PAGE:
In Fig.1(a) we plot the electron probability density at for Gaussian wave packet with initial momentum and , at time . Here and below all distances are measured in units of the Compton wavelength , the time is in units of . This result was obtained by using the numerical method (”leap-frog” algorithm) described in Appendix A. Just as we expected Fig.1(a) demonstrates the axial symmetry of the considered distribution in -plane; the probability density has a form of cylindrical wave propagating from the point of origin and having some maxima.
To analyze the motion of the packet we have to find the average value of velocity of the packet center. In the momentum representation
Substituting Eqs.(28)-(30) into Eq.(35) and using the expressions for matrices (Eq.(3)) we obtain
Since the Fourier transform of Gaussian wave packet (34) has an axial symmetry in - plane
the components of velocity as it follows from Eqs.(36),(38). Otherwise, owing to the axial symmetry of spacial distribution of the electron density, the average coordinates of packet . As a result, mean components of velocity in -plane are equal to zero.
The motion of the packet center in -direction experiences rapid oscillations commonly known as Zitterbewegung (the second term in square brackets in Eq.(38)). Besides, the wave packet displaces slowly with constant velocity (the first term in square brackets in Eq.(38); see also Eq.(B.8)) even if its momentum .
The existence of the constant component of average velocity in this case can be understood from the relation between velocity and momentum depending on the sign of energy: for the wave packet consisting of the states with positive (negative) energy a positive momentum corresponds to a positive (negative) velocity . Let us represent the time-independent probability density in the momentum space as a superposition of the positive energy part and the negative energy part
where , . Using Eqs.(28)-(30) one may readily show that
Fig.2 shows the dependence (in arbitrary units) on (in units of ) for the Gaussian initial wave packet, Eqs. (24), (39) for (a) and for (in units of ) (b).
We see that for the case the momentum distribution for positive- and negative- energy components is shifted towards positive and negative momentum , respectively. But in both cases such dependence leads to the motion of each parts (and the whole wave packet) with a positive velocity along -axis. We also see in Fig. 2(a) that the function has essential overlap with the function that is a necessary condition for existence of Zitterbewegung of the packet center (see Eq.(38)). The value of constant component of velocity depends on the ratio between the initial width of the wave packet and the Compton wavelength. In the limiting case is much less than the light velocity: . In particular, for the symmetrical wave packet () of width .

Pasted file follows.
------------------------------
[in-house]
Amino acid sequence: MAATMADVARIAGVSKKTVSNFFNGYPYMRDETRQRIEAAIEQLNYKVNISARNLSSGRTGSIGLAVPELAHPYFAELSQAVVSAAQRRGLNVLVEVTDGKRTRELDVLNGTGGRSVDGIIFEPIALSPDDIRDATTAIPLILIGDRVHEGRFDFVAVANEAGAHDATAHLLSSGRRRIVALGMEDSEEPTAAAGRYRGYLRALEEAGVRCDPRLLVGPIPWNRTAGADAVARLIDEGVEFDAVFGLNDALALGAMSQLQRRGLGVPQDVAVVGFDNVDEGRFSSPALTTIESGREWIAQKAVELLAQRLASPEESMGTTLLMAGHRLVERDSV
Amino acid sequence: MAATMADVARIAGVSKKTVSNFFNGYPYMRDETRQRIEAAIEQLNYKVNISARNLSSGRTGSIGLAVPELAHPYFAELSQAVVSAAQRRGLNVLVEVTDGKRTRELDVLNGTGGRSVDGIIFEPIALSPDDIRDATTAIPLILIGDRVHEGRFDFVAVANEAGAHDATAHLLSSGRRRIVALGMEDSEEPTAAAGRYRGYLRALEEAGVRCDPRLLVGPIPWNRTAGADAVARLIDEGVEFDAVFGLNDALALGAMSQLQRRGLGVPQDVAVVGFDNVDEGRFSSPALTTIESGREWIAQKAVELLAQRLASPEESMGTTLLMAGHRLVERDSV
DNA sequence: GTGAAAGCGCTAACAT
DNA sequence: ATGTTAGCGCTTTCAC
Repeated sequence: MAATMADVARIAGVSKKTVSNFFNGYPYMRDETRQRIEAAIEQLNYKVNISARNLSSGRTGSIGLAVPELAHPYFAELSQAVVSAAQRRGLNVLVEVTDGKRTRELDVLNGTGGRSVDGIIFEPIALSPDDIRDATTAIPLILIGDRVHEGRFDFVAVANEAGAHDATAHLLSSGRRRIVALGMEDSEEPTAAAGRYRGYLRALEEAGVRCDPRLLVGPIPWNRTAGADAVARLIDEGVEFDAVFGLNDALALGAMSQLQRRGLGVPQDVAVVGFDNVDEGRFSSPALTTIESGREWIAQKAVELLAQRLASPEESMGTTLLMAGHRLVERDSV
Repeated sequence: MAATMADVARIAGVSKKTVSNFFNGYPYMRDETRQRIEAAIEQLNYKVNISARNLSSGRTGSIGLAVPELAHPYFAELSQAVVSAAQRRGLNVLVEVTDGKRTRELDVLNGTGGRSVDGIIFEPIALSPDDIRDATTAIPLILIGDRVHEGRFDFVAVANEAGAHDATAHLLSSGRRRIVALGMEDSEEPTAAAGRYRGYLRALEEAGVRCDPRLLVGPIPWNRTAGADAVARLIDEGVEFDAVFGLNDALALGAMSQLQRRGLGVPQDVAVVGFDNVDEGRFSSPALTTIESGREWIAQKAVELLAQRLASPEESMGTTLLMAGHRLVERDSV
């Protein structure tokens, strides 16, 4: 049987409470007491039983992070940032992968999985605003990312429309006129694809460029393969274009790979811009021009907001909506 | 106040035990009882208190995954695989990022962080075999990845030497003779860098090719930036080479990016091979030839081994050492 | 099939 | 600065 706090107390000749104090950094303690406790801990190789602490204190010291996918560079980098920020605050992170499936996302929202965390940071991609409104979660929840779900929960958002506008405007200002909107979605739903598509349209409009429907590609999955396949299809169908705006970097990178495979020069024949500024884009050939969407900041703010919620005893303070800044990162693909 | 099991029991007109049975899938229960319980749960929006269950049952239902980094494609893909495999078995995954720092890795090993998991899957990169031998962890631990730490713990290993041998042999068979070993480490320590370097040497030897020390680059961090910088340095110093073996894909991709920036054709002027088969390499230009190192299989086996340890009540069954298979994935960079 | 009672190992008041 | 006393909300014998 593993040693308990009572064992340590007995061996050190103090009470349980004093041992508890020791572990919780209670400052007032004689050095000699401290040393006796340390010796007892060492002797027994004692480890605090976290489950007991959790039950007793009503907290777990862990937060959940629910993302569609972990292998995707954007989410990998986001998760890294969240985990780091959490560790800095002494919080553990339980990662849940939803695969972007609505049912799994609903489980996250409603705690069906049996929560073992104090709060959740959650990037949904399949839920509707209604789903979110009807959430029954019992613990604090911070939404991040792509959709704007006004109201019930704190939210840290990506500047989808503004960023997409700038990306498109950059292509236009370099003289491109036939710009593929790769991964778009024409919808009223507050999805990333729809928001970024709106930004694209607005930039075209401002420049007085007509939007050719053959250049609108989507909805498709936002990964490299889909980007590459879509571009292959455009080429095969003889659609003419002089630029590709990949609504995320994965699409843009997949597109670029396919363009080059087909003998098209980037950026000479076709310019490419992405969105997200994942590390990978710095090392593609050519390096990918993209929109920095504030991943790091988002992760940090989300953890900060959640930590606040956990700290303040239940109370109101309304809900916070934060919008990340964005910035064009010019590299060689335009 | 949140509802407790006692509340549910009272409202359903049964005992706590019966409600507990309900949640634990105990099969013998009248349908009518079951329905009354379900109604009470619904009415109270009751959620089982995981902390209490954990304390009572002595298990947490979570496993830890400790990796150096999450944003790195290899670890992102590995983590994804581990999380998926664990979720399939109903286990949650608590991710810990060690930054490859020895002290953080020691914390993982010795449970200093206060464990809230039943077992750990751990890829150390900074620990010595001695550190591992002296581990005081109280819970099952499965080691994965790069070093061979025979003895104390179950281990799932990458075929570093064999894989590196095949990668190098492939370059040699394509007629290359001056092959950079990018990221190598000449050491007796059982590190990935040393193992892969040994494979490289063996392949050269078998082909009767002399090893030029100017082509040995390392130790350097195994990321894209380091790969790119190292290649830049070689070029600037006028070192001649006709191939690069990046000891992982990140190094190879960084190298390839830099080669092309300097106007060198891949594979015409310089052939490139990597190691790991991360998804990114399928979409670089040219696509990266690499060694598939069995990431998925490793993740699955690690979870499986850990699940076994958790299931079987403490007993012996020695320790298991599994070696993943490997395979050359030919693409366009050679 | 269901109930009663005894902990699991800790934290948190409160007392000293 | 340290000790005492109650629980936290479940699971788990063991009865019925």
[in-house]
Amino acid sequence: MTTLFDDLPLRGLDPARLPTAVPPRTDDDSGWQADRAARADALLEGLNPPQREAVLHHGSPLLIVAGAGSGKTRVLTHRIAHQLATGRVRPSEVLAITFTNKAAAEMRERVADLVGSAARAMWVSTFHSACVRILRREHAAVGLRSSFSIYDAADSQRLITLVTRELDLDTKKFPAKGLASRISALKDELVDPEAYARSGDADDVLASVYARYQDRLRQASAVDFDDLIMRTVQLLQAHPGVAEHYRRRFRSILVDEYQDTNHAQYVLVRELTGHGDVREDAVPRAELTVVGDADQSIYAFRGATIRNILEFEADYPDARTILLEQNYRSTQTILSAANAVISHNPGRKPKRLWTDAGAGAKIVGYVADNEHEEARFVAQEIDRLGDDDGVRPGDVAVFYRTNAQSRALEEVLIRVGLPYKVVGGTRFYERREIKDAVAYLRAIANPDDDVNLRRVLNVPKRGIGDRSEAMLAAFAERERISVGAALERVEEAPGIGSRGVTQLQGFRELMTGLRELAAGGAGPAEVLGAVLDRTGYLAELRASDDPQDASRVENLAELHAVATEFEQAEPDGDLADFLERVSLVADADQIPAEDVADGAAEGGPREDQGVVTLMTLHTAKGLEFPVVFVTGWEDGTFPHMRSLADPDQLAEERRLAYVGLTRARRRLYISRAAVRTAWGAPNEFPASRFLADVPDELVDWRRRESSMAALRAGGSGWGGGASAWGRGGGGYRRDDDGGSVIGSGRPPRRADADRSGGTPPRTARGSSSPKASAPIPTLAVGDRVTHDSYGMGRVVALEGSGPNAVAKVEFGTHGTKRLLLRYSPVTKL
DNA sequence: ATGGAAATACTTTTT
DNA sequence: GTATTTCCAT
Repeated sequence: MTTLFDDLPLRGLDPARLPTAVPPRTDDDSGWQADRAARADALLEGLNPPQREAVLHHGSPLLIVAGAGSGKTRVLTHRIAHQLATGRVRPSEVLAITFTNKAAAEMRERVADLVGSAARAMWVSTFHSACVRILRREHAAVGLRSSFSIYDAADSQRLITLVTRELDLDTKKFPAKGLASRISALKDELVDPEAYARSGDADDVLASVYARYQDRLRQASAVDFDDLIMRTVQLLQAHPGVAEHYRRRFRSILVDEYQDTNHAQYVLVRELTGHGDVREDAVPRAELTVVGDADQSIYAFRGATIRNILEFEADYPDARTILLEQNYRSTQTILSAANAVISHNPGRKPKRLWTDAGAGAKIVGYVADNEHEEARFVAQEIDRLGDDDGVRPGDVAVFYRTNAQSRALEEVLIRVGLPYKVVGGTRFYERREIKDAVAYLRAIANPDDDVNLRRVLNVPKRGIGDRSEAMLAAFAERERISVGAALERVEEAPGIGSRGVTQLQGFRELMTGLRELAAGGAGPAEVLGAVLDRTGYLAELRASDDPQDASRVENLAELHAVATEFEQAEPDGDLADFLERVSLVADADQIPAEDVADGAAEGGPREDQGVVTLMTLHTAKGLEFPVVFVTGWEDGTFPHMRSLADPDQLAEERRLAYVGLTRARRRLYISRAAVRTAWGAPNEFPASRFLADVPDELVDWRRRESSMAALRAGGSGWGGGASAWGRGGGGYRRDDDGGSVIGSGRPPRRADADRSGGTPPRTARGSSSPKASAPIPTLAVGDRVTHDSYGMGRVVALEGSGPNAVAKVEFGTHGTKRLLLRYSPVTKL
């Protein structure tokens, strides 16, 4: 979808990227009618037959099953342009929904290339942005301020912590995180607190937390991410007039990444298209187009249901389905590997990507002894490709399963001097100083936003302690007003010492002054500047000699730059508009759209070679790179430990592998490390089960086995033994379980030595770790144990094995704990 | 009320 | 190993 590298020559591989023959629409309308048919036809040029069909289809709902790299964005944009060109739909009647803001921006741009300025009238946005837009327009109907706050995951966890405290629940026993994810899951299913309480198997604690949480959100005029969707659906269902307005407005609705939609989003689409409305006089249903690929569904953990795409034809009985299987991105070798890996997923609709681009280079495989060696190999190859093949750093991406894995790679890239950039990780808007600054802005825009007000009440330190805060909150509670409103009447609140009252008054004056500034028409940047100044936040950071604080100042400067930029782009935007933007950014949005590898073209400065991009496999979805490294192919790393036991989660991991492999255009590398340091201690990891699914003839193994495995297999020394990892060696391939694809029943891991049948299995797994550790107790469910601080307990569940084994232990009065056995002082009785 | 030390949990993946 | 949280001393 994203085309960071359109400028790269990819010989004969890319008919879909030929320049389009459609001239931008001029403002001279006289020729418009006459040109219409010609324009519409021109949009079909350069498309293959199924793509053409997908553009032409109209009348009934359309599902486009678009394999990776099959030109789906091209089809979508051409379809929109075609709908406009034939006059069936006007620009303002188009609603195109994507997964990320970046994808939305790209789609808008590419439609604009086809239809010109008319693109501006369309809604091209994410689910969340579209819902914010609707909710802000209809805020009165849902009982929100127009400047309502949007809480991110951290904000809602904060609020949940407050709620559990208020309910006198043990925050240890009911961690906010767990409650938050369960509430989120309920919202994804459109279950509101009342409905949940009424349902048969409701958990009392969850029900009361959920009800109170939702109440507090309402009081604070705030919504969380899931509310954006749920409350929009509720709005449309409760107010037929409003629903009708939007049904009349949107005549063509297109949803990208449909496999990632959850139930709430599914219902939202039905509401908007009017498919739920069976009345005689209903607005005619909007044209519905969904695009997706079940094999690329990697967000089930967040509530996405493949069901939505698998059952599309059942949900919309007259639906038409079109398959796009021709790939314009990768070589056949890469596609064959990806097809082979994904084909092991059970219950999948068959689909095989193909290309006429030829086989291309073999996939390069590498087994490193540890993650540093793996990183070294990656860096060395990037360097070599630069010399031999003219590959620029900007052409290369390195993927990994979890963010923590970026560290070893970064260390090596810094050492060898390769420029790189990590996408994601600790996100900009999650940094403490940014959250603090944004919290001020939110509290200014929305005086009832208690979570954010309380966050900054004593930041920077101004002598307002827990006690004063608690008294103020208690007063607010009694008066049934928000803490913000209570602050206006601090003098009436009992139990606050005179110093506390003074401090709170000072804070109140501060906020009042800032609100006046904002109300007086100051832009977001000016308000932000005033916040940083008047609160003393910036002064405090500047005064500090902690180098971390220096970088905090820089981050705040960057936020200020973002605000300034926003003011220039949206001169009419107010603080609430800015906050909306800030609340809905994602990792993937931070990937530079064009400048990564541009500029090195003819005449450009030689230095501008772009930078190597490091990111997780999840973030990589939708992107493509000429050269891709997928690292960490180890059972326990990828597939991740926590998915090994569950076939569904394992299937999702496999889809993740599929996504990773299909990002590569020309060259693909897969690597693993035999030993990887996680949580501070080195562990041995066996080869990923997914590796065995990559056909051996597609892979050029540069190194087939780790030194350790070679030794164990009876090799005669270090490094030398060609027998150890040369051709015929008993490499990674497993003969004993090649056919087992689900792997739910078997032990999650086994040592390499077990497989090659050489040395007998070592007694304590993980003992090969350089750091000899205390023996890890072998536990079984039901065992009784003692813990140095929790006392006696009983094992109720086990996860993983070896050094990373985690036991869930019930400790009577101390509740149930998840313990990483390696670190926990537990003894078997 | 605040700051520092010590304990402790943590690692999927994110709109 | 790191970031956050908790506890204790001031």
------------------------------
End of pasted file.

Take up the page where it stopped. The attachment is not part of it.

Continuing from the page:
Let now the initial wave function describes the wave packet moving along -axis with average momentum . Then the distribution of the full electron density in -plane is similar to one shown in Fig.1(a). However the essential difference appears in the character of evolution of the wave packet in (or )-plane (Fig. 1(b)). The dependencies for the states with positive- and negative- energy parts for this case is shown in Fig. 2(b). We see that both components consist of positive momentum . For the smaller negative-energy parts, this corresponds to the motion with negative velocity along -axis. Thus in the position space the initial wave packet splits into two packets propagating in the opposite directions along axis.
ii) Asymmetrical wave packet evolution
We next consider another example of the initial spin polarization of the electron
where as before the function is determined by Eq.(34).
Note that the example under review is invariant with respect to the reflection transformation , i.e. the expression (42) satisfies Eq.(13). As was shown above this means that the probability density is an even function of at all times. Performing the same kind of calculations as for symmetrical wave packet we find the components of the initial wave function (42) at in the momentum space.
The components of can be obtained directly by the Fourier transform of Eqs.(43)-(45).
Using these expressions one may find the full electron density . Figure 3(a) shows the corresponding probability density distribution in the plane at time . The parameters of wave packet are: and , . Comparing Figs. 1(a) and 3(a) we see that the change of initial spin polarization leads to the fact that the wave packet being axially symmetric in -plane at loses its symmetry at .